SHOREHAM-born soldier James Brynin, who was killed in action in Afghanistan, has been mentioned in despatches.
The 22-year-old former Steyning Grammar School student was named in the Operational Honours and Awards List, issued by the Ministry of Defence last week.
Lance Corporal Brynin was among 139 members of the armed forces and one civilian to be honoured for bravery and dedication.
The Intelligence Corps soldier was killed when his patrol was attacked in the Helmand province on Tuesday, October 15, 2013.
L/Cpl Brynin was attached to 14th Signal Regiment (Electronic Warfare), deployed to Task Force Helmand in August 2013 as an intelligence analyst working for a light electronic warfare team within the Brigade Reconnaissance Force (BRF) of 7th Armoured Brigade.
Hounds for Heroes was his favourite charity and more than £25,000 was raised through donations after his death. Since then, his family, who now live in Pulborough, have continued to support the charity.
He had such a bright future ahead of him and was generally recognised to be at the top of his peer groupMajor Kelly Burman
A spokesman for Hounds for Heroes said: “Another proud moment for the family of Lance Corporal J. Brynin, Intelligence Corps, who has been given an operational award (Mentioned In Despatches) in this year’s honours and awards list.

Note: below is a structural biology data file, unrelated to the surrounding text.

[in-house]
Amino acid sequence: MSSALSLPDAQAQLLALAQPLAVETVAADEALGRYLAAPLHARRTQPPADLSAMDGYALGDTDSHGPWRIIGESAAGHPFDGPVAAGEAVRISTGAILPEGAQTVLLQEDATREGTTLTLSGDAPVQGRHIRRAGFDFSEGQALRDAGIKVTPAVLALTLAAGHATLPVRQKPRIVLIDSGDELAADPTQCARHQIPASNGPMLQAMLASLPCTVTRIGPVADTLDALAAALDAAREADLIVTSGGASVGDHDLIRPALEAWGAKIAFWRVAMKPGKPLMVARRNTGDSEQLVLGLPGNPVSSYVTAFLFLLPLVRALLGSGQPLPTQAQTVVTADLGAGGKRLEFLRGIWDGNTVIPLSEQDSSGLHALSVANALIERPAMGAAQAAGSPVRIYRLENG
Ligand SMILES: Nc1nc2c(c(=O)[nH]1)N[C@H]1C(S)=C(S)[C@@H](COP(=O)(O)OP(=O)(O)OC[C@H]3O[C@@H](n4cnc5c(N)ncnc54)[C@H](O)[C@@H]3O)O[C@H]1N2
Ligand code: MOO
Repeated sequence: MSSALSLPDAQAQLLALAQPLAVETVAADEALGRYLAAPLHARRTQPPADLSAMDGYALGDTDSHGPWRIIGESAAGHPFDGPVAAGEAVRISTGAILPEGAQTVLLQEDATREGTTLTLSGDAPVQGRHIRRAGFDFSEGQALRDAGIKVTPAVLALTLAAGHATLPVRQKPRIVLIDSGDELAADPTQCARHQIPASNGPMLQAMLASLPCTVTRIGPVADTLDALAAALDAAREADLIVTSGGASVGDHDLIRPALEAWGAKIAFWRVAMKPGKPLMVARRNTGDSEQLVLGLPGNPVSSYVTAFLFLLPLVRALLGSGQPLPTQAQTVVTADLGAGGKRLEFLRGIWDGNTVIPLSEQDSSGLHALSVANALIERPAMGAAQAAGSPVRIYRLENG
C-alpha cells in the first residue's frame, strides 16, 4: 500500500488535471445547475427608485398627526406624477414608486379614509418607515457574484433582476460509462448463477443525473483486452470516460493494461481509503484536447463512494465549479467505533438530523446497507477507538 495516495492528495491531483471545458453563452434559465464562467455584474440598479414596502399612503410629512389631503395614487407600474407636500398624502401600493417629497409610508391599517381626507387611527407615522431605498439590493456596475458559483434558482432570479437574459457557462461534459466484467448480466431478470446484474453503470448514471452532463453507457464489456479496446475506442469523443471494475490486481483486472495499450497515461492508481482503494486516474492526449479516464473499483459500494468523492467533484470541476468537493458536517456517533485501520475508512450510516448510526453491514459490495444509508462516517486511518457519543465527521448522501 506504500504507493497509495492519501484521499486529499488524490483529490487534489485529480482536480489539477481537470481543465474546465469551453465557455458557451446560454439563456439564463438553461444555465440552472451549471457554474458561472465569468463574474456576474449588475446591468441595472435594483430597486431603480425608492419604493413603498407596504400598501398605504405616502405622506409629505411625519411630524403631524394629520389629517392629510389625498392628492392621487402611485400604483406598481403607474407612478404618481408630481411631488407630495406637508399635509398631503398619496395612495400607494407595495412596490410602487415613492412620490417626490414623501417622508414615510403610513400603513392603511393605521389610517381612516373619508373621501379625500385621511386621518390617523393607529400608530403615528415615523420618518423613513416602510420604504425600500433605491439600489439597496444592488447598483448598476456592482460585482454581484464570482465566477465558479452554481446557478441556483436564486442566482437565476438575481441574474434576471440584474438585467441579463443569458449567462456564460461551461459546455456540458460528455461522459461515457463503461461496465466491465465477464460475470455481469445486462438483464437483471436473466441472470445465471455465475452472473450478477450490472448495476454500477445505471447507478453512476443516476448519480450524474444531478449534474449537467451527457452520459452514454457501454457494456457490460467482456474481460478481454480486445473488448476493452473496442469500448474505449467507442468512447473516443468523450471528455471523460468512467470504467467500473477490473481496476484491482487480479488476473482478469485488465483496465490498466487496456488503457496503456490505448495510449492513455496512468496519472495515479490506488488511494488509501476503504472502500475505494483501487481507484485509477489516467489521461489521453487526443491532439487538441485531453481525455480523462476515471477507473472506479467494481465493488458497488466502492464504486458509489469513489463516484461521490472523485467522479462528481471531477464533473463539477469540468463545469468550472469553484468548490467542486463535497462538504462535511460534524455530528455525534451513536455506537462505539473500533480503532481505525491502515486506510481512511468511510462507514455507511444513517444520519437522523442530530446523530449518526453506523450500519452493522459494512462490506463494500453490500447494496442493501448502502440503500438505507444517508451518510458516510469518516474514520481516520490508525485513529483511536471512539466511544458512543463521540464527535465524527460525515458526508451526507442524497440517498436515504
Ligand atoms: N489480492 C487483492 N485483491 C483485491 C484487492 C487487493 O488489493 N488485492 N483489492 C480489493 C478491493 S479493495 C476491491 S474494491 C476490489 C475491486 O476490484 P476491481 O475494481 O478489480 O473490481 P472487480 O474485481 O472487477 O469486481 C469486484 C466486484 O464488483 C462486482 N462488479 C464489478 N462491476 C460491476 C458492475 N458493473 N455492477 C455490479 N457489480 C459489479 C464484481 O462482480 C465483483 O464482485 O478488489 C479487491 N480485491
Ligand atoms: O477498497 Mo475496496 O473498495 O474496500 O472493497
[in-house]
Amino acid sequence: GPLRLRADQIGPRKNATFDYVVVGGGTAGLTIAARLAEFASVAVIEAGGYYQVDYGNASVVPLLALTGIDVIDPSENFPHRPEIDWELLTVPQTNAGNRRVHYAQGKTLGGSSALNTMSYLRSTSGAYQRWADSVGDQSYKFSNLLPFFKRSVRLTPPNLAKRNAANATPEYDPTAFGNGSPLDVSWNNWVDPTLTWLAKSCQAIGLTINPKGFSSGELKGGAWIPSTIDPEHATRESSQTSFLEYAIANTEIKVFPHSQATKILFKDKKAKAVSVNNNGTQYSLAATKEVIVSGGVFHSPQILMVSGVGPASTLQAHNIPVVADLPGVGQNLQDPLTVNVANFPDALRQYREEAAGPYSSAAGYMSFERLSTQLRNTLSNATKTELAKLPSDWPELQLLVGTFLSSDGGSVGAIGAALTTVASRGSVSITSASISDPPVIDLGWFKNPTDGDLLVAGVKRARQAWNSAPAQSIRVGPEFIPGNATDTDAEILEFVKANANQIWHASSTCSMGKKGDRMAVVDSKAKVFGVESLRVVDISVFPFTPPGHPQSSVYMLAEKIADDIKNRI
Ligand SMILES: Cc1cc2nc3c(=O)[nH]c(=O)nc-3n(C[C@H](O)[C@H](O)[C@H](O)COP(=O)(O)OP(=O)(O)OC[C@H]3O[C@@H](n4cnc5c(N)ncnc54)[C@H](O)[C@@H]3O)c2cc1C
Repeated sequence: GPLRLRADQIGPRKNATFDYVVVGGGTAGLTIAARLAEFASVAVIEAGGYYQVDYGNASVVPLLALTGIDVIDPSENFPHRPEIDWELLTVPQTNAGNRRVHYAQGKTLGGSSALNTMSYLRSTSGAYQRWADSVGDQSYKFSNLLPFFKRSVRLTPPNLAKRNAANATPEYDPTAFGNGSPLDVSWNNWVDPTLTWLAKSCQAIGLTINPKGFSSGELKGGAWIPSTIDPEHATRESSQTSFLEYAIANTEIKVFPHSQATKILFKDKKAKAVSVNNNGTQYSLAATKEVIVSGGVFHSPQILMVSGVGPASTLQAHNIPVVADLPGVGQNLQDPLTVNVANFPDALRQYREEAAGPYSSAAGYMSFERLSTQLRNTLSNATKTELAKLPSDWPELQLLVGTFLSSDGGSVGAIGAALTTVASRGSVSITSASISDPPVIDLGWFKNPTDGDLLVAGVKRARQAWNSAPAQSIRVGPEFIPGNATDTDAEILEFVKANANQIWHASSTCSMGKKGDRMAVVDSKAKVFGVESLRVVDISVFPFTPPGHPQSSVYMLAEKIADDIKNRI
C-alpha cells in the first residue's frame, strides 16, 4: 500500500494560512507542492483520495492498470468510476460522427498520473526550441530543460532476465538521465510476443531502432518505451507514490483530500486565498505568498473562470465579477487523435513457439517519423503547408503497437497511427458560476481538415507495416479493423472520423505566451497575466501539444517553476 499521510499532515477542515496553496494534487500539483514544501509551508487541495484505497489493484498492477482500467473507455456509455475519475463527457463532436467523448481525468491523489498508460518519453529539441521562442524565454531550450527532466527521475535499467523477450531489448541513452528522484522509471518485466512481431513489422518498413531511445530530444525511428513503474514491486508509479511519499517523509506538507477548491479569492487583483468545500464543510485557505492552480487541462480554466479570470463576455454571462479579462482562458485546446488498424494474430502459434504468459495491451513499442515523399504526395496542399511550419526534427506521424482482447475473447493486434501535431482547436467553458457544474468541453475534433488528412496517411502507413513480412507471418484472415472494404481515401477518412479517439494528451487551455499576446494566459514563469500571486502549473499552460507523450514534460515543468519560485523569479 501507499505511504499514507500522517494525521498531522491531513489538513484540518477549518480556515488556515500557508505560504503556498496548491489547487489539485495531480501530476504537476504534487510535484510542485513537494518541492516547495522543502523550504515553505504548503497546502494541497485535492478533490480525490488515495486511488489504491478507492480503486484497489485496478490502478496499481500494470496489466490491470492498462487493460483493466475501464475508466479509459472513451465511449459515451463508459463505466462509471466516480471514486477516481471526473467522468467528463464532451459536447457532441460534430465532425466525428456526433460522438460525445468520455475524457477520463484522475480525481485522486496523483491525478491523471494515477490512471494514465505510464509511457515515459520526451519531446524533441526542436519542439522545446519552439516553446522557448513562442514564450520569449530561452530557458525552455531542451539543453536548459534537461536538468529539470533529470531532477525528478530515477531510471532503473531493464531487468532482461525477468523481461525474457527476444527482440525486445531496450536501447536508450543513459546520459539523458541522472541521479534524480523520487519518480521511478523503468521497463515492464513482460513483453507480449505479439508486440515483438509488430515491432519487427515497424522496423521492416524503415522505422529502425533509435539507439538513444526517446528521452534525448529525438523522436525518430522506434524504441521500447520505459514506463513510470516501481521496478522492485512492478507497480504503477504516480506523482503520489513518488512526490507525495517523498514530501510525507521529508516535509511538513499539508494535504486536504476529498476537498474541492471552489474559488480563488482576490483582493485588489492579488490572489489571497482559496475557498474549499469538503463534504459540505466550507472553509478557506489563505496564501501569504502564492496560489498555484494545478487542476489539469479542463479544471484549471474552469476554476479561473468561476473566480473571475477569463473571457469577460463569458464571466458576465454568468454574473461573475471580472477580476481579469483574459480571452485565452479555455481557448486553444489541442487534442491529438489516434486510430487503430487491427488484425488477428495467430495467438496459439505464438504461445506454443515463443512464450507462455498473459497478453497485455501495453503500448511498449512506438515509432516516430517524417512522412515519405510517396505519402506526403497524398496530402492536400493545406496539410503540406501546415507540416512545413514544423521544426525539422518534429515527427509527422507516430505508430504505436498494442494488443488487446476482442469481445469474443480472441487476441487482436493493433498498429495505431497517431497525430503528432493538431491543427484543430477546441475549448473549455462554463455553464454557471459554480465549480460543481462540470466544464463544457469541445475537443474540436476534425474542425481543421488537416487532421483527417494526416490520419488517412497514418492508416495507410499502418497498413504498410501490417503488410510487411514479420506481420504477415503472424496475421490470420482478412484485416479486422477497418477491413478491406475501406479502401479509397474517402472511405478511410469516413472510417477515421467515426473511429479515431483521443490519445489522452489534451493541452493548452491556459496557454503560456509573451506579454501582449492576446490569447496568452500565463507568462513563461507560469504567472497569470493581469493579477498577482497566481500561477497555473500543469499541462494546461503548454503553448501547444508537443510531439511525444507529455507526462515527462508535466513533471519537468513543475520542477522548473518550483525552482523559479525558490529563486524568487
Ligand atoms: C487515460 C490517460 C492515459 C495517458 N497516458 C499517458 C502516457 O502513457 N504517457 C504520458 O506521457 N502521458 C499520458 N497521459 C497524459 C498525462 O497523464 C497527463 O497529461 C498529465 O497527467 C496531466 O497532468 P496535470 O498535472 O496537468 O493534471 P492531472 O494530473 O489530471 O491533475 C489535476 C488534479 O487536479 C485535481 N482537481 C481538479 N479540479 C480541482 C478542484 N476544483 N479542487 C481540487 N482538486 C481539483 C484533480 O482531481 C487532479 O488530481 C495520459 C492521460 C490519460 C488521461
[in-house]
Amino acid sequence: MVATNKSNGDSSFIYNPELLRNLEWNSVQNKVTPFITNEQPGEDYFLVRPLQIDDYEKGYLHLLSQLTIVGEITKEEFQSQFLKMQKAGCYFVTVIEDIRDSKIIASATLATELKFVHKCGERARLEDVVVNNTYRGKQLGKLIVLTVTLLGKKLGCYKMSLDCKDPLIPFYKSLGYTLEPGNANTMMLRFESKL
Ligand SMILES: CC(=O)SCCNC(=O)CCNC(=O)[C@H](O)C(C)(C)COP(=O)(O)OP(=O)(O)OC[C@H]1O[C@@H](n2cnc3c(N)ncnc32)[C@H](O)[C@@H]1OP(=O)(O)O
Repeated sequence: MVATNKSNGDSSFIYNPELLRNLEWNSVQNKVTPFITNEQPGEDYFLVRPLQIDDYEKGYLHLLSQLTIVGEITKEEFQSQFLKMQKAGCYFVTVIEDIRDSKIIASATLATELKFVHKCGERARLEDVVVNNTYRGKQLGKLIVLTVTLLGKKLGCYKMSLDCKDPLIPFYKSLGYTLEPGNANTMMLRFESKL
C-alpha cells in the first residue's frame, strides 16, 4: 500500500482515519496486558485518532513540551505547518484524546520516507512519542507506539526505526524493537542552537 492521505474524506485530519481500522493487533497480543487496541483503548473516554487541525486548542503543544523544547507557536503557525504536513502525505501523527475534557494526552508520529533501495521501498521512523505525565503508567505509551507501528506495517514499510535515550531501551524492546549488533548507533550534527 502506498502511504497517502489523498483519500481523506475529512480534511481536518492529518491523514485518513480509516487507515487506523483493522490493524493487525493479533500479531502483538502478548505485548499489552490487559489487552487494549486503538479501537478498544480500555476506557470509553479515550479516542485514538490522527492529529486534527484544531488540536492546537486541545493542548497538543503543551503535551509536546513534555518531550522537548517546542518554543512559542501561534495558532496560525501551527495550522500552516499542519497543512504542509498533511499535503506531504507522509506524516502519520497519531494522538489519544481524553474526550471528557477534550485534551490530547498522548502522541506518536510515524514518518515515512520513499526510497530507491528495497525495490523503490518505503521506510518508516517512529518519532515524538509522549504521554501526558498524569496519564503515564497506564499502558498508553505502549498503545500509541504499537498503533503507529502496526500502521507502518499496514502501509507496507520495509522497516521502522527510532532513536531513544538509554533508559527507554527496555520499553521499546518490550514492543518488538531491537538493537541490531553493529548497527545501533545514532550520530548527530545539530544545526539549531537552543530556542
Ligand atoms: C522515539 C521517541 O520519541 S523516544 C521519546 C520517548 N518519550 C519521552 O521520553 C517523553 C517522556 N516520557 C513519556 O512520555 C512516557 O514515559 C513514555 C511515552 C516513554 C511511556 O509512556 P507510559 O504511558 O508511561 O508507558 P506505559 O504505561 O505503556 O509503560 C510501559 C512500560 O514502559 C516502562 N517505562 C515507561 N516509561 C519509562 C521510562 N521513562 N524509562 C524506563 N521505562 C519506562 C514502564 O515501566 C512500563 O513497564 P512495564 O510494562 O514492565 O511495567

“May we take this moment to thank everybody who has raised money in his name, the family for their continued support for the charity, and ultimately James for the inspiration he gave to so many.”
Major Kelly Burman described L/Cpl Brynin as one of the Army’s ‘brightest and best’ after he died.
“James had been deliberately selected to form part of the Brigade Reconnaissance Force light electronic warfare team precisely because he was just that – the brightest and best of us,” he said.
“He was a young man who was going places with a great future ahead of him. Despite this being his first posting since leaving intelligence training, he had already been selected for promotion to full corporal, such was his calibre and potential.”
He was an ‘ever-smiling and cheerful young man’ and news of his death had hit the squadron hard.
Major Burman added: “We will remember him as an incredibly brave and selfless comrade.
“When his team came under heavy enemy fire he stepped forward without hesitation to defend them.
“He had such a bright future ahead of him and was generally recognised to be at the top of his peer group.”